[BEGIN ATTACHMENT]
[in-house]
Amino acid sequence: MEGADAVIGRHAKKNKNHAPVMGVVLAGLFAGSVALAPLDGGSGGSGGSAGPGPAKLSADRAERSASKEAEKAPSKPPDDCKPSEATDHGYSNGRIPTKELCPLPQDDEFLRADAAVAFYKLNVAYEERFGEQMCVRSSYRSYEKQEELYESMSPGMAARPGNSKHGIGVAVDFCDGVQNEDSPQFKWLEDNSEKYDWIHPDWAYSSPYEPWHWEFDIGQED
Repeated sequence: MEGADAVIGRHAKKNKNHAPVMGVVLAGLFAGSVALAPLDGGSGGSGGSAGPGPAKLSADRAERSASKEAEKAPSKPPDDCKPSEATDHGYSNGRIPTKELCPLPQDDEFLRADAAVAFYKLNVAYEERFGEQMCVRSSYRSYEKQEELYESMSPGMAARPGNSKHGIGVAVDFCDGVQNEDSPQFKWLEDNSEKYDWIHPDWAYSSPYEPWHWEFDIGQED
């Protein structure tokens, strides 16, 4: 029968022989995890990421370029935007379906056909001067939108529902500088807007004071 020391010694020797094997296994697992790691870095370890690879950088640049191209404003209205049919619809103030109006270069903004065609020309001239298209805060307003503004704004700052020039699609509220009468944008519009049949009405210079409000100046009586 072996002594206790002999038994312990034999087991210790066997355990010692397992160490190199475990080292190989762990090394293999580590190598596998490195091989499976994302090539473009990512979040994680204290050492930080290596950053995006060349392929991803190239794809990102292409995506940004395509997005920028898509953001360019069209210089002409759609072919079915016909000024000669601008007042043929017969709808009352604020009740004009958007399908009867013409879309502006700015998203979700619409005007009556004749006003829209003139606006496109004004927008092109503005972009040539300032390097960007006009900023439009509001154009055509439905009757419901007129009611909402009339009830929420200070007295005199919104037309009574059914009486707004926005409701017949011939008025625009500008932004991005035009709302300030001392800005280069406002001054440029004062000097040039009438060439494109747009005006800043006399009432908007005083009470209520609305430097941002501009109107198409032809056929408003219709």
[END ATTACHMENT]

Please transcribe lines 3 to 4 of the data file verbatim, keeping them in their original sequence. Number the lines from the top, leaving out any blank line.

Repeated sequence: MEGADAVIGRHAKKNKNHAPVMGVVLAGLFAGSVALAPLDGGSGGSGGSAGPGPAKLSADRAERSASKEAEKAPSKPPDDCKPSEATDHGYSNGRIPTKELCPLPQDDEFLRADAAVAFYKLNVAYEERFGEQMCVRSSYRSYEKQEELYESMSPGMAARPGNSKHGIGVAVDFCDGVQNEDSPQFKWLEDNSEKYDWIHPDWAYSSPYEPWHWEFDIGQED
């Protein structure tokens, strides 16, 4: 029968022989995890990421370029935007379906056909001067939108529902500088807007004071 020391010694020797094997296994697992790691870095370890690879950088640049191209404003209205049919619809103030109006270069903004065609020309001239298209805060307003503004704004700052020039699609509220009468944008519009049949009405210079409000100046009586 072996002594206790002999038994312990034999087991210790066997355990010692397992160490190199475990080292190989762990090394293999580590190598596998490195091989499976994302090539473009990512979040994680204290050492930080290596950053995006060349392929991803190239794809990102292409995506940004395509997005920028898509953001360019069209210089002409759609072919079915016909000024000669601008007042043929017969709808009352604020009740004009958007399908009867013409879309502006700015998203979700619409005007009556004749006003829209003139606006496109004004927008092109503005972009040539300032390097960007006009900023439009509001154009055509439905009757419901007129009611909402009339009830929420200070007295005199919104037309009574059914009486707004926005409701017949011939008025625009500008932004991005035009709302300030001392800005280069406002001054440029004062000097040039009438060439494109747009005006800043006399009432908007005083009470209520609305430097941002501009109107198409032809056929408003219709």